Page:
“And my current understanding of its operations, demanding a constant oscillation between the big picture and the details—the big picture being the institution of the museum and its central role in the creation of value, the formation of canons, and the presentation of private artistic acts for public experience; the details involving the development of intimacies with both objects and their makers, the why and how of choosing specific objects, the why and how of installing them, and what each act of adjacency in an installation might connote—was still a decade away.” — Helen Molesworth*
.
This weekend, ONE DAY AT A TIME—MANNY FARBER AND TERMITE ART curator Helen Molesworth reads her titular catalogue essay in the exhibition’s gallery. Centered on Farber, the essay moves through the elusive definitions of termite art, still life, and the everyday.

HELEN MOLESWORTH READS ONE DAY AT A TIME

Sunday, January 13, at 3 pm.

MOCA Grand Avenue

250 South Grand Avenue, downtown Los Angeles.

 

See “Under the Volcano: Helen Molesworth in conversation with Dorothée Perret,” PARIS LA 14 (Winter 2016): 29–37.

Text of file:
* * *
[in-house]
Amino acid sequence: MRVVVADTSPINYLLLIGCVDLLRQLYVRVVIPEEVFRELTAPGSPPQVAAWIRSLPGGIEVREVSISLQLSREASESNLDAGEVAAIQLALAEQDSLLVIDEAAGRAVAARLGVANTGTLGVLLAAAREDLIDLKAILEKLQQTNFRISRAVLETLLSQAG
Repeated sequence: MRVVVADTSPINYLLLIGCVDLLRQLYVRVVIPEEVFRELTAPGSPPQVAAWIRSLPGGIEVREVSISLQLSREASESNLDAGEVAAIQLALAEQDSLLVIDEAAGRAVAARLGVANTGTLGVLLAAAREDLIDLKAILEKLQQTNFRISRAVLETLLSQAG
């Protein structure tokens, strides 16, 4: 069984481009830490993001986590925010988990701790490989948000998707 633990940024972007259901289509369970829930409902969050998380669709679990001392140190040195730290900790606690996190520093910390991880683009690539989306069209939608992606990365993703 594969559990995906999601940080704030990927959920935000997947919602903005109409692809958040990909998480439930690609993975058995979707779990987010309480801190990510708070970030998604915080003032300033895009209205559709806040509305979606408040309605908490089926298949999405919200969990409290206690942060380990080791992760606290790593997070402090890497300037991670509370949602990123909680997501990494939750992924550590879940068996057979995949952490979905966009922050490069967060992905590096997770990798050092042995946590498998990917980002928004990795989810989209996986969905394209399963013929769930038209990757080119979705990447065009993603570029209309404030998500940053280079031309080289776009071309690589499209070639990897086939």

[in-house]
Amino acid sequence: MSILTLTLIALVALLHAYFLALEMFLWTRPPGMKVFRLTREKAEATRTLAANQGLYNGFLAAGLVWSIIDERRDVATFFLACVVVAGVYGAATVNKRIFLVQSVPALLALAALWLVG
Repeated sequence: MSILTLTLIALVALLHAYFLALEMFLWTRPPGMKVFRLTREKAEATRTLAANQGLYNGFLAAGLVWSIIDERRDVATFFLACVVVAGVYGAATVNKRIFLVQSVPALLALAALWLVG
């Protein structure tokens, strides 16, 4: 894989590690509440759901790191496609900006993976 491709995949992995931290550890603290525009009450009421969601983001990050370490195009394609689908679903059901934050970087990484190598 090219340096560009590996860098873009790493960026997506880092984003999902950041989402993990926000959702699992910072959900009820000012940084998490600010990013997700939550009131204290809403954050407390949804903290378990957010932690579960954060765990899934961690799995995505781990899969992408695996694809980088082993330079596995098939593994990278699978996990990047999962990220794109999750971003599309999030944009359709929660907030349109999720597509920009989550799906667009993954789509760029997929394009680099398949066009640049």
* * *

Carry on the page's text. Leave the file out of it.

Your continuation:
*Helen Molesworth, “One Day at a Time,” in One Day at a Time: Manny Farber and Termite Art (Los Angeles: Museum of Contemporary Art/Munich: DelMonico Books-Prestel, 2018

CAROLINE SHAW — ANDREW NORMAN — NADIA SIROTA

“When I wrote Partita for 8 Voices, it was like if you had the little box of eight crayons for a long time, and then you suddenly have the box with 64, with the little pencil sharpener in the back, you kind of go all out.

“I like writing for string quartet because it’s not a wildly new palette, but there’s something constantly exciting about it. I don’t know why we make music, make art, or write… but [there’s] something about it—it’s like you just have to keep carving.” — Caroline ShawPARIS LA, 2017*

Join composer-musicians Caroline Shaw and Andrew Norman, the music ensemble Wild Up, and host (and viola player) Nadia Sirota for an “enhanced concert” featuring live performances of Shaw’s and Norman’s work, and free-wheeling conversations about their process.

This celebration of music creation is presented by CAP UCLA in downtown Los Angeles.

NADIA SIROTA—LIVING MUSIC LIVE!

with WILD UP

featuring CAROLINE SHAW

and ANDREW NORMAN

Saturday, January 12, at 8 pm.

Theatre at Ace Hotel

929 South Broadway, Los Angeles.

*“The Lilt and the Friction: Caroline Shaw in conversation with Anh Do and Eli Diner,” PARIS LA 15 (Spring 2017): 61–69.

From top:

Nadia Sirota, a Live Podcast Event with Wild Up featuring Andrew Norman and Caroline Shaw. Photograph by Shervin Lainez.

Andrew Norman. Photograph by Craig T. Matthew.

Caroline Shaw (left), Norman, and Sirota at the Theatre at Ace Hotel, January 12, 2019. Image courtesy CAP UCLA.

Shaw. Photograph by Kait Moreno.